Exxon Mobil had earlier slowed down its production projections at Nigeria’s Qua Iboe crude oil facility after it also declared force majeure on exports.
In a short e-mail yesterday, Eni disclosed that the oil firm’s production was cut by 4,200 barrels per day following Sunday’s attack on its pipeline in the state.
“I can confirm the attack to the Ogbaimbiri – Tebidaba pipeline, with 4,200 bop/d (Eni’s equity) of production affected.
“I can (also) confirm that Force Majeure has been placed on Brass Oil Exports from May 22, 2016,” the email from Eni’s Media Relations Unit said.
Eni’s business decision also followed on the heels of Shell Petroleum, which had temporarily halted production, following leaks and vandalism of its oil pipelines in the region and declared force majeure after continued attacks on its Nembe creek trunkline in the state.
Nigeria currently loses as much as 800,000 barrels per day as a result of the activities of militants in the region.
The series of force majeure would deny Nigeria the benefit of the rise in oil prices, which yesterday approached the $50 per barrel target, rising as much as one per cent to above $49 per barrel after the United States reported a larger-than-expected drop in crude stocks for last week.
This came as rising political tensions between Iran and Saudi Arabia will potentially threaten the production deal by the member countries of the Organisation of Petroleum Exporting Countries (OPEC), when the cartel meets on June 2.
The United States Energy Information Administration said crude inventories fell 4.2 million barrels in the week to May 20, though the American Petroleum Institute had forecast 5.1 million drop.
Futures of Brent and US crude’s West Texas Intermediate (WTI) fell briefly after the EIA data, then consolidated and traded at the lower end of the day’s gains.
Brent rose by 1.3 per cent to $49.21 a barrel after a session high at $49.69, while WTI rose to $49.02, after peaking at $49.62.
Reuters reported that oil bulls have been hoping in recent weeks that crude would rise to $50 a barrel or more, after global crude flows declined nearly 4 million barrels per day due to wildfires in Canada’s oil sands region, a near economic meltdown in Venezuela and a spate of violent attacks on oil and gas facilities in Libya and Nigeria.
After the lifting of the western sanctions, Iran refused to join OPEC’s initiative to boost prices by freezing output but signalled it would be part of a future effort once its production had recovered sufficiently.
However, less than six months after the lifting of Western sanctions, Iran is close to regaining normal oil export volumes as supply disruptions in Nigeria and Canada helped the country to successfully add extra barrels to the market in an unexpectedly smooth way.
Reuters reported that the outages in Nigeria and Canada have resolved OPEC’s dilemma as Iran added extra oil without worsening the global glut in the oil market.
According to International Energy Agency (IEA) figures, Iran’s output has reached levels seen before the imposition of sanctions over its nuclear programme.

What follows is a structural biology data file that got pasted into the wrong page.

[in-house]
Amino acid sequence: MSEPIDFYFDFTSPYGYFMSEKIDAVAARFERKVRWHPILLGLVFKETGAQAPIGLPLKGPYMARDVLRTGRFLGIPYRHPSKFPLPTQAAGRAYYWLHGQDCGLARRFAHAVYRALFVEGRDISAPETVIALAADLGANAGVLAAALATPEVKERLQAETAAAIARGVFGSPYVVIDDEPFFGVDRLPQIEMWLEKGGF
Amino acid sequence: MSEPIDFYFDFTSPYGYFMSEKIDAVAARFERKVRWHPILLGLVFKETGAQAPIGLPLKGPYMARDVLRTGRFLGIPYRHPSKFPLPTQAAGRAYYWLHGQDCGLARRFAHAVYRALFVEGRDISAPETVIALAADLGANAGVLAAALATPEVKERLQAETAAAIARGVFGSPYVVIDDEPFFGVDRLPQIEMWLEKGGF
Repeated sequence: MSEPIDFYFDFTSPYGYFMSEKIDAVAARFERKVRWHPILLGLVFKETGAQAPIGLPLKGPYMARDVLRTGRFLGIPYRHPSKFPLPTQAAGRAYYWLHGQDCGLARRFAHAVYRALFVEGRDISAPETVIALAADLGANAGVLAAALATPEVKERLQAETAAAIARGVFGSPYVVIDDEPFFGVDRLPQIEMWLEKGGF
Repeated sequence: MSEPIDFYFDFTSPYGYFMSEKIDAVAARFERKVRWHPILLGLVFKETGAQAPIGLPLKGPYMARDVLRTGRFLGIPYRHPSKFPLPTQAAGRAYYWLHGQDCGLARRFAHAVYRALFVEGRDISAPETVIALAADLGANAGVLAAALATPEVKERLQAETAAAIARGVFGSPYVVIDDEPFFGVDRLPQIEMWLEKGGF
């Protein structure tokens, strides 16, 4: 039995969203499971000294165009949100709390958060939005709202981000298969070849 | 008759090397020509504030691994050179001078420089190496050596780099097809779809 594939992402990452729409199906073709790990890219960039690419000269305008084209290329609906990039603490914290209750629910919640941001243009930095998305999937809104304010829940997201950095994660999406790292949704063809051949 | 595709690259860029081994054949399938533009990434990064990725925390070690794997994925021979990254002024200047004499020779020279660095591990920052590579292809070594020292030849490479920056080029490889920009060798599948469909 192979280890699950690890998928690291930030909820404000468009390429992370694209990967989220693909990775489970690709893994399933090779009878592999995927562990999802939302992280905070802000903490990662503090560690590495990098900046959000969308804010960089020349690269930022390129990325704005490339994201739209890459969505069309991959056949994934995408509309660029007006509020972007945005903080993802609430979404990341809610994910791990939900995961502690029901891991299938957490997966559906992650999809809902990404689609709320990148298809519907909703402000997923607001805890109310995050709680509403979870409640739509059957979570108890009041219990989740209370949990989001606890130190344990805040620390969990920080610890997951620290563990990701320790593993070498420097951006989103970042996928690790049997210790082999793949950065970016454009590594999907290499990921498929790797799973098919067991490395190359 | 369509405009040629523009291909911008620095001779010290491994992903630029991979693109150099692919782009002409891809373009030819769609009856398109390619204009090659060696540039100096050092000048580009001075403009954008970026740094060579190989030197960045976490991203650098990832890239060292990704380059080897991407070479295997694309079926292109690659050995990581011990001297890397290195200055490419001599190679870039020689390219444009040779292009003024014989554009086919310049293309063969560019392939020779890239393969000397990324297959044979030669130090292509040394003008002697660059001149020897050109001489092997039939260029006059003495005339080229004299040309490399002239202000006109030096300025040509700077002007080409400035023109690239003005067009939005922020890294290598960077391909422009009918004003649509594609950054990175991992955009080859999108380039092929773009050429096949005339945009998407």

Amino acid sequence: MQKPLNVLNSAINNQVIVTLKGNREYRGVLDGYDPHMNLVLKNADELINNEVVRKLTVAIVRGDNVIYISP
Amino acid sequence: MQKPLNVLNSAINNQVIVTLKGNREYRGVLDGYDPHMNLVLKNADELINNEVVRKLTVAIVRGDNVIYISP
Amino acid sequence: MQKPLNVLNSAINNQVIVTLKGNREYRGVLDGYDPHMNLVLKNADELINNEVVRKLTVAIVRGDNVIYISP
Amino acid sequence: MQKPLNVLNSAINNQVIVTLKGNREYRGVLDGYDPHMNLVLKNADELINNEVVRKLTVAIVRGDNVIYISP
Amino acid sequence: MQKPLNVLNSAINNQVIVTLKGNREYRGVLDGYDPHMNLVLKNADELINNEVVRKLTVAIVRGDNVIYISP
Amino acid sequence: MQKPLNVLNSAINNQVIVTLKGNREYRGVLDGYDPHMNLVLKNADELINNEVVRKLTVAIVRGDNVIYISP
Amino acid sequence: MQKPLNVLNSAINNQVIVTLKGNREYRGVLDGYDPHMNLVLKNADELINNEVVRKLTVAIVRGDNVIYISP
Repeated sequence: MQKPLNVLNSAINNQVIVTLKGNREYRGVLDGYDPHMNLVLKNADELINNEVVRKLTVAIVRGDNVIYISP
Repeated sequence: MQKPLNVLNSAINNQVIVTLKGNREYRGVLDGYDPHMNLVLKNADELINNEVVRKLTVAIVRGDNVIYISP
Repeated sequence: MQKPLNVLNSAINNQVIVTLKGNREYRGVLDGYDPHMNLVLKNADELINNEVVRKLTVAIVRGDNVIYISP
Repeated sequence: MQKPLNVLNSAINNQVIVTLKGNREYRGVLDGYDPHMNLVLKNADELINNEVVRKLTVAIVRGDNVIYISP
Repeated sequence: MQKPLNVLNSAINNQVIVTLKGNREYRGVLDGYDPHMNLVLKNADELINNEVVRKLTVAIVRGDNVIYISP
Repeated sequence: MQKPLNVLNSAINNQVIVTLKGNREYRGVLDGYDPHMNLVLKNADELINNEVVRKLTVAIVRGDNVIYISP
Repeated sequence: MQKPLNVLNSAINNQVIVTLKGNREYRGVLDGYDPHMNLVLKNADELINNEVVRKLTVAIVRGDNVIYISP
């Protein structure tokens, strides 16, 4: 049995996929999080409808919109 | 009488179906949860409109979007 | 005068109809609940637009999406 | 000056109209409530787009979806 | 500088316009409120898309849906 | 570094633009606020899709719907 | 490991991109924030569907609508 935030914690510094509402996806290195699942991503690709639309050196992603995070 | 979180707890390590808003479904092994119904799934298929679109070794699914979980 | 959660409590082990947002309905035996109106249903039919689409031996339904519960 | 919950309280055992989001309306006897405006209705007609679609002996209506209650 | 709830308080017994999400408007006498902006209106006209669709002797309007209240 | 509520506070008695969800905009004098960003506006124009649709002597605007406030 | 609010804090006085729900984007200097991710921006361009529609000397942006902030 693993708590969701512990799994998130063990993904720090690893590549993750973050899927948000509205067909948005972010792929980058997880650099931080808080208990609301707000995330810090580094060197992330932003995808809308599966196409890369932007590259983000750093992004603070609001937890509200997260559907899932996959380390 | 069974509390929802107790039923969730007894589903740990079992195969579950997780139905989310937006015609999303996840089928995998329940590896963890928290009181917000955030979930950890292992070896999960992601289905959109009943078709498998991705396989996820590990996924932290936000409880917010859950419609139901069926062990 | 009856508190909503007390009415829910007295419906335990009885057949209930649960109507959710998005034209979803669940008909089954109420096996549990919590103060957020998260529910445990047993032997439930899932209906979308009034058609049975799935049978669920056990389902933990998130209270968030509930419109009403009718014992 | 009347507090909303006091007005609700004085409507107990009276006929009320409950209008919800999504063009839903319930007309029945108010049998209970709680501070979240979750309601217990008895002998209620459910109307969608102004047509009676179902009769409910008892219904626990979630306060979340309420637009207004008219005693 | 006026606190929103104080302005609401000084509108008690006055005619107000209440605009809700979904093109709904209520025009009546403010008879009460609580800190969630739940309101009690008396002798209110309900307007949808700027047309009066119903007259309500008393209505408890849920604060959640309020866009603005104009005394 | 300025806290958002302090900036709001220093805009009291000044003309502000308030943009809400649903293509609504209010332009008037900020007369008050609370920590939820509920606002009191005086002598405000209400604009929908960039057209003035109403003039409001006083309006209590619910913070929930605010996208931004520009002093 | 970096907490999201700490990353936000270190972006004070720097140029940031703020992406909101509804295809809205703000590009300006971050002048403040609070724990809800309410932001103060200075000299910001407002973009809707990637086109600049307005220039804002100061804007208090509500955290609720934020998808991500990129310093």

However, Tehran has said that it is not yet there.
But while Iran may be more willing now to talk, an increase in oil prices has reduced the urgency of propping up the market, Reuters quoted an OPEC delegates as saying.
According to Reuters, a senior OPEC delegate, who was asked whether the group would make any changes to output policy at its June 2 meeting, said: “Nothing. The freeze is finished.”
Saudi thinking, however, has moved on from the days when Riyadh cut or increased output unilaterally. Talks in Doha on the proposed output freeze by OPEC and non-OPEC producers fell through after Saudi insisted that Iran participate.
Indeed, differences between Saudi Arabia and Iran, which helped found OPEC 56 years ago, over OPEC policy have made cooperation harder – to say nothing of more fundamental disagreements.
For more than a decade after oil crashed to $10 in 1997, the two set aside rivalries to manage the market and support prices, although they fell into opposing OPEC camps with Iran wanting high prices and Saudi more moderate.
Now, the Sunni-Shia conflicts setting Saudi Arabia and Iran at each other’s throats, particularly in Syria and Yemen, make the relationship between the two even more fraught.
The two disagree over OPEC’s future direction. Earlier in May, OPEC failed to decide on a long-term strategy as Saudi Arabia objected to Iran’s proposal that the exporter group aim for “effective production management”.
Iran notched up output of 3.56 million barrels of oil per day in April, the IEA said, a level last reached in November 2011 before sanctions were tightened.
Saudi Arabia produced a near-record-high 10.26 million barrels per day in April and has kept output relatively steady over the past year, its submissions to OPEC show.
Iran, according to delegates from other OPEC members, is unlikely to restrain supplies, given that it believes Saudi Arabia should cut back itself to make room for Iranian oil.
Sources familiar with Iranian oil policy see no sign of any change of approach by Riyadh under new Saudi Energy Minister Khalid al-Falih – who is seen as a believer in reform and low oil prices.